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Robin Hood In Scotland

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Chapter Summary

Throughout the sixteenth century Robin Hood was a well-loved figure in Scotland. This chapter intends to look at the role of Robin Hood in Scottish towns; to assess how far the telling of tales and the enactment or playing of Robin Hood, as the traditional defender of the underprivileged and the personification of resistance, served to placate the fears or concerns of the populace about those in government; and how those in power related to Robin Hood and his cohorts in the sixteenth century. Both Robin Hood and the Abbot were lords of the May Games in the sixteenth century, and it is possible, although not entirely clear, that the cult of Robin Hood developed from that of Abbot. One of the last references to Robin and Little John comes in 1610 in the Kelso presbytery records when those who acted in these roles at Linton were to be punished.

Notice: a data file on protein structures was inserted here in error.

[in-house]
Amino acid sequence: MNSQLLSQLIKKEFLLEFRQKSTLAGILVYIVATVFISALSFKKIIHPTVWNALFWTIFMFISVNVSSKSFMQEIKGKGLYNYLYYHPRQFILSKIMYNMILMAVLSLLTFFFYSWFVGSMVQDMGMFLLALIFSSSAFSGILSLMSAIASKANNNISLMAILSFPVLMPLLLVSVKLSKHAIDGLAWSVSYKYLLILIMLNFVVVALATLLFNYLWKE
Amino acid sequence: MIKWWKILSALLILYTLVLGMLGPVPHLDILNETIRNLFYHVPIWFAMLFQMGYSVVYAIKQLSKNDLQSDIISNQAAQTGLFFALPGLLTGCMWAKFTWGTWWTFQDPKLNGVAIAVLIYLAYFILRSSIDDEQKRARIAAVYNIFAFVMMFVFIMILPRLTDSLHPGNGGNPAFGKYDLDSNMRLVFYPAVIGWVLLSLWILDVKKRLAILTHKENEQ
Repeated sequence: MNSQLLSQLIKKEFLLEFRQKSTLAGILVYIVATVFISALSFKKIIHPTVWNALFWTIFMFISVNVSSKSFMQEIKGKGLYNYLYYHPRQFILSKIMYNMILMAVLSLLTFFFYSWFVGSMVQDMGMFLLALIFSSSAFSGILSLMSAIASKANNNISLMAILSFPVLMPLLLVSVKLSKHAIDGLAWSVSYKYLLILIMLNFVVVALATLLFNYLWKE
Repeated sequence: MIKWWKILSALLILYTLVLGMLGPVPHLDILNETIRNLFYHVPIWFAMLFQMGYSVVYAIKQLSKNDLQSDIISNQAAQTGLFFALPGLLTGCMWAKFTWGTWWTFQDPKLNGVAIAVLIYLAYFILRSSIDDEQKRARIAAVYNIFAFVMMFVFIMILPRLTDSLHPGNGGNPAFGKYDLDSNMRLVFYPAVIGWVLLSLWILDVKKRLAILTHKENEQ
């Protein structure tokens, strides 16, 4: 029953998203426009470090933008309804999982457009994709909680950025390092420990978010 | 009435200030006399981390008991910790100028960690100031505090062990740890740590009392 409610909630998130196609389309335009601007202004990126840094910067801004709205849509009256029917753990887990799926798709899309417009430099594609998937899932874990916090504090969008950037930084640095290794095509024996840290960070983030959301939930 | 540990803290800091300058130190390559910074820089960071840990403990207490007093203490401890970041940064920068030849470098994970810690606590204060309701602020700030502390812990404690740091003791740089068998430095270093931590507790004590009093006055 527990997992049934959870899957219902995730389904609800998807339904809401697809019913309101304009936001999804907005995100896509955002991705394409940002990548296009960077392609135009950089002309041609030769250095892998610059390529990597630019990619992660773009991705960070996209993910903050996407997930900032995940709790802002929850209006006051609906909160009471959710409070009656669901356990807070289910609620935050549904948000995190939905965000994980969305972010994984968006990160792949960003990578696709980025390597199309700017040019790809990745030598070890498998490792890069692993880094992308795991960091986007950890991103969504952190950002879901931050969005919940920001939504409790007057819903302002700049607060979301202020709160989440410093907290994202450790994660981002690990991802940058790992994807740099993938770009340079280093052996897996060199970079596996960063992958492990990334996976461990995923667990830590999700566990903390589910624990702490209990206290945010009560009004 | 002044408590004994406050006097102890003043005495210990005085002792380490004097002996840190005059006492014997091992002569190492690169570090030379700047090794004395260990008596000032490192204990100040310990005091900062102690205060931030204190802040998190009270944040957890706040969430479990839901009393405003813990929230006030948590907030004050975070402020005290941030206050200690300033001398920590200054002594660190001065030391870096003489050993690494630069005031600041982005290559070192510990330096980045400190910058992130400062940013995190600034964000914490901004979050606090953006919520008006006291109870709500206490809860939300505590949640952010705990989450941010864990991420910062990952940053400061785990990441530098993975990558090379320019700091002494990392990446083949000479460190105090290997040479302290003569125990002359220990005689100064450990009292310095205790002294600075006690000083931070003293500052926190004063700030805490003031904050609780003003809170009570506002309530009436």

Keywords: Little John; Lord Abbot; May game; presbytery; Robin Hood; sixteenth century Scotland

10.1163/ej.9789004168251.i-476.15
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